Assembly Rooms, Edinburgh
August, 1990

James Joyce must crop up as a fictional character more often than any other author except Shakespeare. Ulick O'Connor's play is not strictly fiction, but an assemblage of biographical data with extracts from a surprising range of Joyce's works. Inevitably there are over-simplifications, most glaringly the virtual absence of Joyce's beloved Nora. And though Vincent O'Neill portrays Gertie MacDowell, a Liffey washerwoman and even the river-spirit Anna Livia herself, the neglect of their original model is unjustified. Of the characters included, however, O'Neill's delineations are dextrous and economical: his movements are lithe and the acid test when he recites from Finnegans Wake one can usually hear both the meaning and the puns amid all the polyglot extravagances. There are no ill-advised attempts to illuminate Joyce's genius or even to provide a comprehensive potted history; it's an hour-long theatrical Greatest Hits package, sensitively compiled and gracefully executed.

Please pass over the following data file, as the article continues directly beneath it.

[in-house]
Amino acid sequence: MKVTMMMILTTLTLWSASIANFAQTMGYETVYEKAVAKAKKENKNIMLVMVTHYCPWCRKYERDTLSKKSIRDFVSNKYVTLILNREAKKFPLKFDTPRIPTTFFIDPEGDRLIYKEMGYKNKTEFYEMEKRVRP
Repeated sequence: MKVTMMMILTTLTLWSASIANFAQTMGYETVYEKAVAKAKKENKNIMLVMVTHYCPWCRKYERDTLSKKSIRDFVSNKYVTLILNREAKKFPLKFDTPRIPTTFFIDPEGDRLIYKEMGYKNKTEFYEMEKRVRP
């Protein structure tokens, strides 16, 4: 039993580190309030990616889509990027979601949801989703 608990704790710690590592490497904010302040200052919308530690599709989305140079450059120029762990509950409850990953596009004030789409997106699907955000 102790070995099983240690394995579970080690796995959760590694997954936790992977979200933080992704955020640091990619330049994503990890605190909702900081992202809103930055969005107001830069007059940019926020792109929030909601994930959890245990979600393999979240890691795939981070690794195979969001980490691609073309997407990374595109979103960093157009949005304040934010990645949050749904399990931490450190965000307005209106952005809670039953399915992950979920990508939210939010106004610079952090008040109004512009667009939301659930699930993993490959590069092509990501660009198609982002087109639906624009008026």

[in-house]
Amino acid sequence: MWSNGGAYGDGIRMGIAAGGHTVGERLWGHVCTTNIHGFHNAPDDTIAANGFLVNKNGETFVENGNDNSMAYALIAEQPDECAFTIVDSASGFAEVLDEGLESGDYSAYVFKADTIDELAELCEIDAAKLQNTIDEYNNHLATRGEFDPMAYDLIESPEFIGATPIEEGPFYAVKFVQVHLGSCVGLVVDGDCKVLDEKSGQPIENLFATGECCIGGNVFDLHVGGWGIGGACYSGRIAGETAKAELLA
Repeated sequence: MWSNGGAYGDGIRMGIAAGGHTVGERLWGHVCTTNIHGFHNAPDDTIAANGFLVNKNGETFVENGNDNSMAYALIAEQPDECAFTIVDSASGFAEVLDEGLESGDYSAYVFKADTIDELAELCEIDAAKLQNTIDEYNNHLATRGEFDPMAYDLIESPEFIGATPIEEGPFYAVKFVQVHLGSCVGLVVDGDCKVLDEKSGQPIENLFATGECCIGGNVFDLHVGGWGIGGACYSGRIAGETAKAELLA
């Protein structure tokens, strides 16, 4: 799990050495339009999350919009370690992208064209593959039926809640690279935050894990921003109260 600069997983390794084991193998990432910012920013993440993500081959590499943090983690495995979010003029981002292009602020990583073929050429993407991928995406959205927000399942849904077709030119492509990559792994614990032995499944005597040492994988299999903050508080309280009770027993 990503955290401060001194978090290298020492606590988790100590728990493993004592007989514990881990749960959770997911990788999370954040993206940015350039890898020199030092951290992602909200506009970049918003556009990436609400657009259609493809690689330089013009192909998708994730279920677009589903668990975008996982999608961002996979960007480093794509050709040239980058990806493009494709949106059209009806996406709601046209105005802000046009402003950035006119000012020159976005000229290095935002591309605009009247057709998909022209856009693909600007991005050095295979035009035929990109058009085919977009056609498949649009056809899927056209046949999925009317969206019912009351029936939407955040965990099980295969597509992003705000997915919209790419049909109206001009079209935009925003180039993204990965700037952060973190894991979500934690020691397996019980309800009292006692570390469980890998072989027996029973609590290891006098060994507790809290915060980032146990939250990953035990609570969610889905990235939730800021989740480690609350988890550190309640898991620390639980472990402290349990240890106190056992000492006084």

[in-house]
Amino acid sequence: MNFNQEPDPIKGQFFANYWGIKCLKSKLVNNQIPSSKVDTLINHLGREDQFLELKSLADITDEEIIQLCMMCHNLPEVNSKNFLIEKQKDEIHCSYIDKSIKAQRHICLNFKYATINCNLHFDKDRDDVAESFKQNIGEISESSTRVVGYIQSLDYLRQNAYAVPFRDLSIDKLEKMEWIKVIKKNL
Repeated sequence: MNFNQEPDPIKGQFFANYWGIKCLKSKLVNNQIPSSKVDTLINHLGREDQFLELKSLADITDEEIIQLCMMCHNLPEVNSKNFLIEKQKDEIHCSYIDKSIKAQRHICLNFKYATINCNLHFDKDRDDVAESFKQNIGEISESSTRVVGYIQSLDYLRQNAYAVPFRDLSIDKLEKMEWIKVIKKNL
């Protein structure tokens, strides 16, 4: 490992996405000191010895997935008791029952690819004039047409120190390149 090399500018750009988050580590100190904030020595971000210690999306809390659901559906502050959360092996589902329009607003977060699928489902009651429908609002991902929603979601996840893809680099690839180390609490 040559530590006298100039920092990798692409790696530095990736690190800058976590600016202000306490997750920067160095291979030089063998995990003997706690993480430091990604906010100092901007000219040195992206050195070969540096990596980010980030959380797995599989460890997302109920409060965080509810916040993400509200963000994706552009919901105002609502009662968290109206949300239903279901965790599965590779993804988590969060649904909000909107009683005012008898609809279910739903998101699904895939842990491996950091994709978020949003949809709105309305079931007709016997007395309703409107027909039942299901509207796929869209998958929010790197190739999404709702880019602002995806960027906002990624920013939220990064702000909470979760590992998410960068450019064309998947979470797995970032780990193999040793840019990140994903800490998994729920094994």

Written for The Independent.

Copyright Ian Shuttleworth; all rights reserved.

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